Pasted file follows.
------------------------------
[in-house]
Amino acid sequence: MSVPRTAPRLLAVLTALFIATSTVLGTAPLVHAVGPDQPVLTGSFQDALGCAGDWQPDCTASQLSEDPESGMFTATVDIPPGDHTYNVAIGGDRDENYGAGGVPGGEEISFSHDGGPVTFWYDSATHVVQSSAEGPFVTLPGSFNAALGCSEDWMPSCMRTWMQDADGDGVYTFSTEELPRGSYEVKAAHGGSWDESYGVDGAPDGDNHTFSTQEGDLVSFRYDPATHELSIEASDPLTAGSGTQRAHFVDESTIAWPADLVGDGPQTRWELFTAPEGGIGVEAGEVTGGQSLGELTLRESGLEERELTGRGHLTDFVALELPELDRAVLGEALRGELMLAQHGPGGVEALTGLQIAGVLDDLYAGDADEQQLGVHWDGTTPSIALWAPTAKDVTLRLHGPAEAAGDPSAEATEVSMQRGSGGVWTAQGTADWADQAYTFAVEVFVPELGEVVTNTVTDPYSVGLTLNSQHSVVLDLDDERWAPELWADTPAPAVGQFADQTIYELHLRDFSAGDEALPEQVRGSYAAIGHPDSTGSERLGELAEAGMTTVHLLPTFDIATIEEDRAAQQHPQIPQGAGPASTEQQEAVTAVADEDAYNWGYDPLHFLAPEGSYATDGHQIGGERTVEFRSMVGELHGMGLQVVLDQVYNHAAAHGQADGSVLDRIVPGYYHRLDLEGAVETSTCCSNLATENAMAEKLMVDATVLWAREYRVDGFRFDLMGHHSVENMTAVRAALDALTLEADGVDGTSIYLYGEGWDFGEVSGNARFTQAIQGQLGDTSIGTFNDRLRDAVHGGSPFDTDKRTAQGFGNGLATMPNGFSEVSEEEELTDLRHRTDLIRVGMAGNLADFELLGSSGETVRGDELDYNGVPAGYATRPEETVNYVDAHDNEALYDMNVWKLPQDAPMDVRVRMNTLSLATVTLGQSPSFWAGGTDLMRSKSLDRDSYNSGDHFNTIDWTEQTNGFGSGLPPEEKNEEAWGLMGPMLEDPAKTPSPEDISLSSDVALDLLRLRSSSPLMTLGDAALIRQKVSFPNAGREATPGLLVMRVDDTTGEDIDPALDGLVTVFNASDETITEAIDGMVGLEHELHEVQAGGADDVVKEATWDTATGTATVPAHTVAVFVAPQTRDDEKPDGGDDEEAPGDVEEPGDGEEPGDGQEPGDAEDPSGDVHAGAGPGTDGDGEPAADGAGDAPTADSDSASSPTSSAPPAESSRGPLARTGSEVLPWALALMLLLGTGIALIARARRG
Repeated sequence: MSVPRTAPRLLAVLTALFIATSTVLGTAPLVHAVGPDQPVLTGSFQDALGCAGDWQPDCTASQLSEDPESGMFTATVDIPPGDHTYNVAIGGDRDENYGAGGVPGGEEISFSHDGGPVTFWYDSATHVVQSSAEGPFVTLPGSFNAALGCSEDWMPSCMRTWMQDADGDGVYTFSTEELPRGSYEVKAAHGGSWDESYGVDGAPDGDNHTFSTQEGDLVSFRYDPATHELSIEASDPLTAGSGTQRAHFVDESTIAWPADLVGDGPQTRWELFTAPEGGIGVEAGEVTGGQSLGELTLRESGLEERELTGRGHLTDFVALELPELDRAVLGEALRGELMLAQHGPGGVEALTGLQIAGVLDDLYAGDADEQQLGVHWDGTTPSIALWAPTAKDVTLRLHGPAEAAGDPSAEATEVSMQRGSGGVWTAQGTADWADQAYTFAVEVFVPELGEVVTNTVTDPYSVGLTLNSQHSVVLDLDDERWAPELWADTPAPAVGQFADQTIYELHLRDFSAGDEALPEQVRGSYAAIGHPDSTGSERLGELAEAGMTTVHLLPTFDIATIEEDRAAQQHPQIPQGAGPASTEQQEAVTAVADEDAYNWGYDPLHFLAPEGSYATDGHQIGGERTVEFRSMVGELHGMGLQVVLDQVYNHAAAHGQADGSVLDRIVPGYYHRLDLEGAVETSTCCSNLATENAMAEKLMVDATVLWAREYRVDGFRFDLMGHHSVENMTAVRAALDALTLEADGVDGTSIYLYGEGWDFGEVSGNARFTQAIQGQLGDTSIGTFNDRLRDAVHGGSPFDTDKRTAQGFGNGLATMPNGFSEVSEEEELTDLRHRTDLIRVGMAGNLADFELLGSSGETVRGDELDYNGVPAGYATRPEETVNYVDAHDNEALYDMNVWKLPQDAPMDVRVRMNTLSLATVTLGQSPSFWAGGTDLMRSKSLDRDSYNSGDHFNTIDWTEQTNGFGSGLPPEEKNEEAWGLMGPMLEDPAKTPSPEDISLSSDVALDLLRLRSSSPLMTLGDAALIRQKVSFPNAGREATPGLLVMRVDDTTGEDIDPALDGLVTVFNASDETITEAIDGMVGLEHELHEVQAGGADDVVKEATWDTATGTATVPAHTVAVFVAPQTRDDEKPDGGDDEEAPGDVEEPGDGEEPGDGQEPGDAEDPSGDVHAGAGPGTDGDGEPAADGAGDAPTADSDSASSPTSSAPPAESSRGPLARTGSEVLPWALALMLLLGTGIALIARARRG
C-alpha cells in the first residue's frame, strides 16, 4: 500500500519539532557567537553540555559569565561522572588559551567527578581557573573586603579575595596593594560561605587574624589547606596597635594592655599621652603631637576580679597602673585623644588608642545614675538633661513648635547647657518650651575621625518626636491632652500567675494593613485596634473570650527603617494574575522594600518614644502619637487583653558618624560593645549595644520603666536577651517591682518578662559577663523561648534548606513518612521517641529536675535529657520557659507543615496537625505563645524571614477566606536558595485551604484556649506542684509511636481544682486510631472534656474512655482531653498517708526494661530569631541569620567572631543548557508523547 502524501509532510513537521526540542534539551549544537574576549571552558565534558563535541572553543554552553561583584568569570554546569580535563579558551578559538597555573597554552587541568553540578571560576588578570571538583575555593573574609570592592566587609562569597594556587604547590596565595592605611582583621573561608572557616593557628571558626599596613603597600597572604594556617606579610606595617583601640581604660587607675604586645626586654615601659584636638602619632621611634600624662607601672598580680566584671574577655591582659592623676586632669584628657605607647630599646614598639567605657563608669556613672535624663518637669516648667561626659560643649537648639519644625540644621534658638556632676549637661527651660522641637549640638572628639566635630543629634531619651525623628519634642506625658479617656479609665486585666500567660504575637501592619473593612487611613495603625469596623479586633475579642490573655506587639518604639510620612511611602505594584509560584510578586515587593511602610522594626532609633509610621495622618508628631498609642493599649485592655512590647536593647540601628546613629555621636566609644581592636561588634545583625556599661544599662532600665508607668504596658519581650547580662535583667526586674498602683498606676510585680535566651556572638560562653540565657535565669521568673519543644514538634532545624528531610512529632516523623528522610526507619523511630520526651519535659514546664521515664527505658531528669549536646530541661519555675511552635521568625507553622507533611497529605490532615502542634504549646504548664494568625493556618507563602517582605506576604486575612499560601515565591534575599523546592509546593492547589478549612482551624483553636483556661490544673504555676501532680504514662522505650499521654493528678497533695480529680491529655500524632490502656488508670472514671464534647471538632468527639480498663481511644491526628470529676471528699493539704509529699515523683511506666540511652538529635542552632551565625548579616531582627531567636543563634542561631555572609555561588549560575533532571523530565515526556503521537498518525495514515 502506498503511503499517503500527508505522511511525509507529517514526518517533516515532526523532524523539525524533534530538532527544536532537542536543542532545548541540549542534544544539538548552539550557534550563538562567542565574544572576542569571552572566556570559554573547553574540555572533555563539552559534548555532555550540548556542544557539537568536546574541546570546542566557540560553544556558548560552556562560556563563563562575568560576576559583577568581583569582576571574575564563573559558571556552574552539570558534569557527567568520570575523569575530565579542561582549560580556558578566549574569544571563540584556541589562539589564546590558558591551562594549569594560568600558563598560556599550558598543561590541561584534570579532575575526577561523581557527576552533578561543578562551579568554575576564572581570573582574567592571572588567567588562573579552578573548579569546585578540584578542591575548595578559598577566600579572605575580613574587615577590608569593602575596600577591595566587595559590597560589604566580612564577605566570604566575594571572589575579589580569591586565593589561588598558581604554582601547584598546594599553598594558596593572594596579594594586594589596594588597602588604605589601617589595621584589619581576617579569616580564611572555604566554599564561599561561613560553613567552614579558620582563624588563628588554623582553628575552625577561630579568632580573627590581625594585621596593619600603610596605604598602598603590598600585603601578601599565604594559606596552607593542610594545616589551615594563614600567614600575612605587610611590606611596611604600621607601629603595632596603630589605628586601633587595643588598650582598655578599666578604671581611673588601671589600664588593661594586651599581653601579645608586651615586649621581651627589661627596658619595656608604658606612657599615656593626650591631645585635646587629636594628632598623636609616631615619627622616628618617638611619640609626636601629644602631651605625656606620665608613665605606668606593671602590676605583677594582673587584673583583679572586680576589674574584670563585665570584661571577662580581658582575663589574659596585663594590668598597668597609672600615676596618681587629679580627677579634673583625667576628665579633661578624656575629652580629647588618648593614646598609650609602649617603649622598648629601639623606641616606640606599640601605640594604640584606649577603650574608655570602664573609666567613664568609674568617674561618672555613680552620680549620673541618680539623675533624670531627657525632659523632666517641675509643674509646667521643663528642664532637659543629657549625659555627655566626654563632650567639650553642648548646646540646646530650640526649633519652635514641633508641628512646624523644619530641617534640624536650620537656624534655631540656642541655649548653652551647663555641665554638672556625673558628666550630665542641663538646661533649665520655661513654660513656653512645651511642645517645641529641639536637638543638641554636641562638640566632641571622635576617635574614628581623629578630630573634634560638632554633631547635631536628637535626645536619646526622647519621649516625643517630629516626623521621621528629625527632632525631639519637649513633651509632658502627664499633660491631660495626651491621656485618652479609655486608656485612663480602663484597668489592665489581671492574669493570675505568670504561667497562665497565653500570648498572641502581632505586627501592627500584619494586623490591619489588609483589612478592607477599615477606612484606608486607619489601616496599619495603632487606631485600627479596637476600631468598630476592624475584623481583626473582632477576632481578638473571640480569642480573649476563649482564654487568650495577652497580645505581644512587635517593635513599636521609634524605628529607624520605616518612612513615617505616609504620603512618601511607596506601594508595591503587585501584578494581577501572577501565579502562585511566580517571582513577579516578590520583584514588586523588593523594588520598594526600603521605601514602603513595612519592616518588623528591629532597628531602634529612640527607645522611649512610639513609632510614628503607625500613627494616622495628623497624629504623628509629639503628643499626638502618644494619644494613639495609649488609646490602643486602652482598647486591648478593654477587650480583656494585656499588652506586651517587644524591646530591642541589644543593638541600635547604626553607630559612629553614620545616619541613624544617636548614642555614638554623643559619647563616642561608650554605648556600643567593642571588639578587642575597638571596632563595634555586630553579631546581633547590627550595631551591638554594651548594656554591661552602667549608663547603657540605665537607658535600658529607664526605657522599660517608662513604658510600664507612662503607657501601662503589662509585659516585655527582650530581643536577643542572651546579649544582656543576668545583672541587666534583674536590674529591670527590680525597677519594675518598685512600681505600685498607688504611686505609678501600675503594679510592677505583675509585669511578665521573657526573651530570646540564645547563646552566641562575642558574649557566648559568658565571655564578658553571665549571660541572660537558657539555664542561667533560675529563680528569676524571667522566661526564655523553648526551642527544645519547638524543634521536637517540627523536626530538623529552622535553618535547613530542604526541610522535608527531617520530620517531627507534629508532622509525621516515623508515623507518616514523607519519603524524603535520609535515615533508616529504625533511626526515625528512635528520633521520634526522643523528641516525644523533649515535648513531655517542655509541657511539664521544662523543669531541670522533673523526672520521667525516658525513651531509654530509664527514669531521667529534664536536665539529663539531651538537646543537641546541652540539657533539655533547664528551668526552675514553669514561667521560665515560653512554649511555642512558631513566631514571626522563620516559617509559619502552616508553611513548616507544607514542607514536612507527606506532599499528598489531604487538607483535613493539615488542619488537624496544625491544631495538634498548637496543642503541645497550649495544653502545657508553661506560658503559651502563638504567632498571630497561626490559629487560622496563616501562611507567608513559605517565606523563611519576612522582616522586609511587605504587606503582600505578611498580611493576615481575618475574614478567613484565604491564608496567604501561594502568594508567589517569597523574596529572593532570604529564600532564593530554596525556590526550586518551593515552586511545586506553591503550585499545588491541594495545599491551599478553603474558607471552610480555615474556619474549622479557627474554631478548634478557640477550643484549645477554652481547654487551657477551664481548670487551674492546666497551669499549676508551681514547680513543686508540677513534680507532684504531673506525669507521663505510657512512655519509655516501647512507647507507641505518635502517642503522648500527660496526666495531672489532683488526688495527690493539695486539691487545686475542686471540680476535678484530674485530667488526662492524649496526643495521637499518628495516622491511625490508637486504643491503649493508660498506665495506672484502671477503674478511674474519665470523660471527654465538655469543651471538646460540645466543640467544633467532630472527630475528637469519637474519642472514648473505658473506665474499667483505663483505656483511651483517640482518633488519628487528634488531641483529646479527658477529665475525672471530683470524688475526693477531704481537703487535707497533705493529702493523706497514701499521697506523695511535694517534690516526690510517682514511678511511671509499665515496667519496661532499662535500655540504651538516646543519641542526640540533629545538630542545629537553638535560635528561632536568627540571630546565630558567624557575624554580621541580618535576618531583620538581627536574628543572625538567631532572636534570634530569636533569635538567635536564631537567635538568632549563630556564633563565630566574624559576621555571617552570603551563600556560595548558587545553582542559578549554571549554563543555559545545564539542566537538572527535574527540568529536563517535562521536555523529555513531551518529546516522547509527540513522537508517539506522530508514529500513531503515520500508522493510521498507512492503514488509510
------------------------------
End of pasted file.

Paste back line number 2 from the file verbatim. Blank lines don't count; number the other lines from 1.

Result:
Amino acid sequence: MSVPRTAPRLLAVLTALFIATSTVLGTAPLVHAVGPDQPVLTGSFQDALGCAGDWQPDCTASQLSEDPESGMFTATVDIPPGDHTYNVAIGGDRDENYGAGGVPGGEEISFSHDGGPVTFWYDSATHVVQSSAEGPFVTLPGSFNAALGCSEDWMPSCMRTWMQDADGDGVYTFSTEELPRGSYEVKAAHGGSWDESYGVDGAPDGDNHTFSTQEGDLVSFRYDPATHELSIEASDPLTAGSGTQRAHFVDESTIAWPADLVGDGPQTRWELFTAPEGGIGVEAGEVTGGQSLGELTLRESGLEERELTGRGHLTDFVALELPELDRAVLGEALRGELMLAQHGPGGVEALTGLQIAGVLDDLYAGDADEQQLGVHWDGTTPSIALWAPTAKDVTLRLHGPAEAAGDPSAEATEVSMQRGSGGVWTAQGTADWADQAYTFAVEVFVPELGEVVTNTVTDPYSVGLTLNSQHSVVLDLDDERWAPELWADTPAPAVGQFADQTIYELHLRDFSAGDEALPEQVRGSYAAIGHPDSTGSERLGELAEAGMTTVHLLPTFDIATIEEDRAAQQHPQIPQGAGPASTEQQEAVTAVADEDAYNWGYDPLHFLAPEGSYATDGHQIGGERTVEFRSMVGELHGMGLQVVLDQVYNHAAAHGQADGSVLDRIVPGYYHRLDLEGAVETSTCCSNLATENAMAEKLMVDATVLWAREYRVDGFRFDLMGHHSVENMTAVRAALDALTLEADGVDGTSIYLYGEGWDFGEVSGNARFTQAIQGQLGDTSIGTFNDRLRDAVHGGSPFDTDKRTAQGFGNGLATMPNGFSEVSEEEELTDLRHRTDLIRVGMAGNLADFELLGSSGETVRGDELDYNGVPAGYATRPEETVNYVDAHDNEALYDMNVWKLPQDAPMDVRVRMNTLSLATVTLGQSPSFWAGGTDLMRSKSLDRDSYNSGDHFNTIDWTEQTNGFGSGLPPEEKNEEAWGLMGPMLEDPAKTPSPEDISLSSDVALDLLRLRSSSPLMTLGDAALIRQKVSFPNAGREATPGLLVMRVDDTTGEDIDPALDGLVTVFNASDETITEAIDGMVGLEHELHEVQAGGADDVVKEATWDTATGTATVPAHTVAVFVAPQTRDDEKPDGGDDEEAPGDVEEPGDGEEPGDGQEPGDAEDPSGDVHAGAGPGTDGDGEPAADGAGDAPTADSDSASSPTSSAPPAESSRGPLARTGSEVLPWALALMLLLGTGIALIARARRG